Native plants improve breeding and foraging habitat for an insectivorous bird, Narango, Tallamy & Marra 2017

This study examined whether non-native plants in residential Washington DC limited the presence of the Carolina chickadee, a local breeding insectivore. We predicted that areas with more native plants would support more chickadees, and chickadees would forage more often in the most insect-producing native plants [Narango 2017: 43]. The authors had also considered the possibility…

Do non-native plants contribute to insect declines? Tallamy, Narango & Mitchell 2020

The widespread distribution of plants outside of their native range due to human activity is a significant yet underrecognized cause of global insect decline, according to this article. To illuminate the issue, the authors: “examine the evidence for and against the hypothesis that long term changes in the species composition of plant assemblages have contributed…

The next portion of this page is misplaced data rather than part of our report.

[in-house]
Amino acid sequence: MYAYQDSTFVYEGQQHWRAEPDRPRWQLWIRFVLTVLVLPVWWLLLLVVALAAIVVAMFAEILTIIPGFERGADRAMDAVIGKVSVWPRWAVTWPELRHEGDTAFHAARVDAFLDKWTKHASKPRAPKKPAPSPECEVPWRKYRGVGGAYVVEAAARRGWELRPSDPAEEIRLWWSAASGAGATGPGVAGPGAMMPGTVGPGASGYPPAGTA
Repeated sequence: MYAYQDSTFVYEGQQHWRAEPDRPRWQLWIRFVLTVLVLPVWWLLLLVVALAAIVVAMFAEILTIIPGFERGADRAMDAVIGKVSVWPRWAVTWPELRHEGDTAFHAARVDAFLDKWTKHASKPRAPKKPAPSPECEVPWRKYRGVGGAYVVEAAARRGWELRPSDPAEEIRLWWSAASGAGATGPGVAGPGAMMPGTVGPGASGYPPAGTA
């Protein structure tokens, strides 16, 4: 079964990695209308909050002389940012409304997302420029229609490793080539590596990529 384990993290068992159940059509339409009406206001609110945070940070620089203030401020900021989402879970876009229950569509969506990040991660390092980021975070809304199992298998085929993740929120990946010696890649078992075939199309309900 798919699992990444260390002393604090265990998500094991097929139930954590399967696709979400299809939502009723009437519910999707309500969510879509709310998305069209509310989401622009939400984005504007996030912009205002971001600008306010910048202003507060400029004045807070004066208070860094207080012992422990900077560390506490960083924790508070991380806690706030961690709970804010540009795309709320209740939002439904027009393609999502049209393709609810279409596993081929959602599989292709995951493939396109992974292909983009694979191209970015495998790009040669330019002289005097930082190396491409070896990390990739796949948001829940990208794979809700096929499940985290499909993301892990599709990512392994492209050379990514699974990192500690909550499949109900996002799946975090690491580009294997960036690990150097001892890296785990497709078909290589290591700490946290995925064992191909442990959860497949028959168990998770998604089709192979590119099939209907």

Global exchange and accumulation of non-native species, van Kleunen et al. 2015

The ecological, economic, and social damage of human-mediated dispersal of species into new regions, where they possess the ability to naturalize (become self-sustaining their new homeland), is one of the defining features of the Anthropocene Epoch. Globally, human activity has led to the naturalization of nearly 13,168 plant species (equal in size to the native European…

Linking Restoration and Ecological Succession, Walker, Walker & Hobbs (eds) 2007